An Accidental Family - Dostoevsky’s “Fathers and Sons” - Review by Dan Geddes

An Accidental Family

An Accidental Family

Fyodor Dostoevsky

Dostoevsky’s An Accidental Family is probably the least known of his long novels. It is a first-person narrative, presented as the private “notes” of a twenty-year old bastard, Arkady Dolguruky. Arkady writes about the momentous events of his 19th year, when he came to know his biological father, Versilov. Arkady possesses the letter of a young widow, who stands to lose her inheritance if this letter is made public, and the plot centers around this document, which Arkady has sewn into the lining of his jacket.

An Accidental Family concerns the breaking down of the traditional Russian family, especially as depicted in novels such as War and Peace. The various families portrayed in An Accidental Family contain illegitimacy, but also other dislocations as the old landed nobility is supplanted by the new mercantile class: money replaces title.

Arkady is defiant about his own illegitimacy. His father, Versilov, impregnated his mother, Sofya, who was the young wife of an older man, a gardener-mystic named Dolguruky. Dolguruky is a largely illiterate Christian holy man, a familiar figure in Dostoevsky’s novels, who allows Versilov to live in common-law marriage with his wife; he had only married her as a promise to her dying father anyway, and almost certainly never consummated the marriage. At the time, Versilov was a dashing young estate owner, already a widower, and Sofya was a serf on his estate. So there is an economic dissonance in union of Arkady’s parents to begin with. Further embittering his sense of illegitimacy is his name, Dolguruky, a princely name associated with the founder of Moscow. During introductions, people invariably ask Arkady, “Prince Dolguruky?” Arkady not only denies this but perversely informs them he is a bastard.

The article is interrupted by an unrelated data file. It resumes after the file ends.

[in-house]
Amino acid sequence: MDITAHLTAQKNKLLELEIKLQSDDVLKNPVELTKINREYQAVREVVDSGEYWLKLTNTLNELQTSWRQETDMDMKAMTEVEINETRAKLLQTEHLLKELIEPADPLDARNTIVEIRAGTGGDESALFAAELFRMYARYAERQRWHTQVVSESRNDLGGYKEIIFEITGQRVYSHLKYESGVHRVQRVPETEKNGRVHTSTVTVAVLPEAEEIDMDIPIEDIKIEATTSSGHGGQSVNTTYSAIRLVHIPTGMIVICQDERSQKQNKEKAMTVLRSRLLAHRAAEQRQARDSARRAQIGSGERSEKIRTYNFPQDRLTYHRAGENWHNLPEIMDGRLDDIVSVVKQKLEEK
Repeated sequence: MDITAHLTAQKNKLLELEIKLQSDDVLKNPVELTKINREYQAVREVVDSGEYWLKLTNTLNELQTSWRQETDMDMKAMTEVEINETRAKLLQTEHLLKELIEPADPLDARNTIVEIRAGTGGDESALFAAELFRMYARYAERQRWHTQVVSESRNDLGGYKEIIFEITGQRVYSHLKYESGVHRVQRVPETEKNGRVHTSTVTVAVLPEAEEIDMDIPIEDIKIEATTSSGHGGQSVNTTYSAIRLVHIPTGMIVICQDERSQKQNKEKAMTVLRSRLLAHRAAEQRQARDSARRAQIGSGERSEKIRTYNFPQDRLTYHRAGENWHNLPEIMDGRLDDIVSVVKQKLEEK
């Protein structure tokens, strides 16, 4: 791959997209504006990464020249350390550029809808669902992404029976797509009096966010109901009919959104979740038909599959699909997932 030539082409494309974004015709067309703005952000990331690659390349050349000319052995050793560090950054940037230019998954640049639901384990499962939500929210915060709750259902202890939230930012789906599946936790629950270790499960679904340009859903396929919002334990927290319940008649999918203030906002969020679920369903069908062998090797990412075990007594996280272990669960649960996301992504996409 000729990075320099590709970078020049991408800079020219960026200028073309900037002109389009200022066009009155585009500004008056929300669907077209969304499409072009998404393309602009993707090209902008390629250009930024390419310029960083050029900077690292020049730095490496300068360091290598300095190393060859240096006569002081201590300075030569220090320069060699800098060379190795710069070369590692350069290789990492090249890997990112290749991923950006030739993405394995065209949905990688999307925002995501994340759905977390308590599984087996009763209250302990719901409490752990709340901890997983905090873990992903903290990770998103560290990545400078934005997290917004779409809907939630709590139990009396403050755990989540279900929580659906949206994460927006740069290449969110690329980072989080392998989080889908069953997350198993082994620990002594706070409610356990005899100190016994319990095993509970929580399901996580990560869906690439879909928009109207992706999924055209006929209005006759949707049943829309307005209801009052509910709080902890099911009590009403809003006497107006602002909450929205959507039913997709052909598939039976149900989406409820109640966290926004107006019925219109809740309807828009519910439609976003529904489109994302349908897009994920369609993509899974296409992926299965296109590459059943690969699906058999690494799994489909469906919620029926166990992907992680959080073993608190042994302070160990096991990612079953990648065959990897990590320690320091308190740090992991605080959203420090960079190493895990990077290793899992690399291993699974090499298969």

The novel begins with Arkady arriving in St. Petersburg, where he is to stay with his family for the first time. He had been raised in boarding schools. He thirsts for a real father, and Versilov, whom he had met only on one extraordinary occasion when he was twelve, occupies his imagination. He longs to know, and to impress, his father.

Their common link is Katerina Nikolaevna, the beautiful young widow, daughter of Versilov’s friend, old Prince Sokolsky. Arkady happened to acquire a letter from Katerina to the family lawyers in which she asks about the steps required to have the old Prince committed. (The Prince had been engaging in erratic behavior, and also buying expensive housewares.) Katerina lives in anxiety that the letter will surface, and suspects that Arkady knows its whereabouts. Arkady falls in love with her. His father, Versilov, had fallen in love with her two years prior when they met abroad, and seemed on the brink of asking for her hand in marriage despite his own common-law marriage to Arkady’s long suffering wife, Sofya. Hence the father and son, whose growing relationship dominates the novel, share a passionate attraction for the same woman.